The idea is that once a type of infrastructure has an NPS in place, objections to applications in that field cannot question what it contains. The waste water and nuclear power NPSs are the only two that give locations that are suitable for new infrastructure and thus the choice of location cannot be questioned for a particular project.

Nationally significant infrastructure projects

'NSIP' is rather close to 'NPS' (and an anagram of PINS to boot) but if you pronounce the former 'ensip' it helps to distinguish it.

The 16 types of NSIP are:

  • electricity generating projects of all types;
  • overhead electric lines;
  • underground gas storage;
  • LNG facilities;
  • gas reception facilities;
  • gas pipelines;
  • other pipelines;
  • highways;
  • airports;
  • harbours;
  • railways;
  • rail freight interchanges;
  • dams/reservoirs;
  • water transfer facilities;
  • waste water treatment plants and
  • hazardous waste facilities.

The only change to the list since it came in has been to extend waste water projects to include waste water storage and transfer projects, which means that the proposed Thames Tideway Tunnel project is able to use the regime, the application having been made at the end of February. Threshold changes are also to be made soon to the electric line, railway and highway thresholds.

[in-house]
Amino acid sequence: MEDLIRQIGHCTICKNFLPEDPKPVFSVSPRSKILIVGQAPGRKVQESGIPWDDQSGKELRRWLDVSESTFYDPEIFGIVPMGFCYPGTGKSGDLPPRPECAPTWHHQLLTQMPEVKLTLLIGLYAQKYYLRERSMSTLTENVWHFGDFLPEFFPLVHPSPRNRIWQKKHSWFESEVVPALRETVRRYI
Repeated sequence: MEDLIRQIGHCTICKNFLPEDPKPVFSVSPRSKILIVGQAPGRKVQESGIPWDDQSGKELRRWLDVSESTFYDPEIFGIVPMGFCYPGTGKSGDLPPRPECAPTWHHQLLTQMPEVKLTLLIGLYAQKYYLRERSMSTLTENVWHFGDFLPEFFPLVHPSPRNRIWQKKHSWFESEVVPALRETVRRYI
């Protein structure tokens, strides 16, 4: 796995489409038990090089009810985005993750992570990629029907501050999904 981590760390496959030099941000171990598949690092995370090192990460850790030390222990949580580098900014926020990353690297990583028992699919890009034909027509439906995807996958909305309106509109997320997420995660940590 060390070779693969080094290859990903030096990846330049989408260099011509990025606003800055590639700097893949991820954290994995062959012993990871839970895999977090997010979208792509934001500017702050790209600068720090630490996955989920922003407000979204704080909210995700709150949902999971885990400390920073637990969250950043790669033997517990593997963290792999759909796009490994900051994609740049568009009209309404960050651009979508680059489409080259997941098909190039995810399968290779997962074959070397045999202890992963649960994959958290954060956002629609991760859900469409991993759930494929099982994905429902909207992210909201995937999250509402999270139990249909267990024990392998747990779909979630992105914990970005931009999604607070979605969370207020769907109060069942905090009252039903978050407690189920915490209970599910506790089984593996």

The Planning Act regime was 'switched on' for energy and transport projects on 1 March 2010 - that is the date that applications for NSIPs had to be made to what was the Infrastructure Planning Commission but is now the Planning Inspectorate. The regime was extended to waste water projects in April 2011 and to hazardous waste projects in October 2011, but it has not yet been switched on for water transfer, dams or reservoirs, with no proposed date in sight.

It is generally forbidden for a project below the threshold to use the regime, although the government can decide that a below-threshold project, a project outside the descriptions in the Act (as long as it is an energy, transport, water, waste water or waste project, and soon some business and commercial projects) or a cluster of projects should be considered an NSIP. The government originally said it would do this for the Thames Tideway Tunnel but chose to amend the threshold instead. The Localism Act has made 'upgrades' easier - now, requests can be made before any application is made under the below-threshold regime. One project is known to have been upgraded in this way so far: the proposed Silvertown (road) tunnel in east London.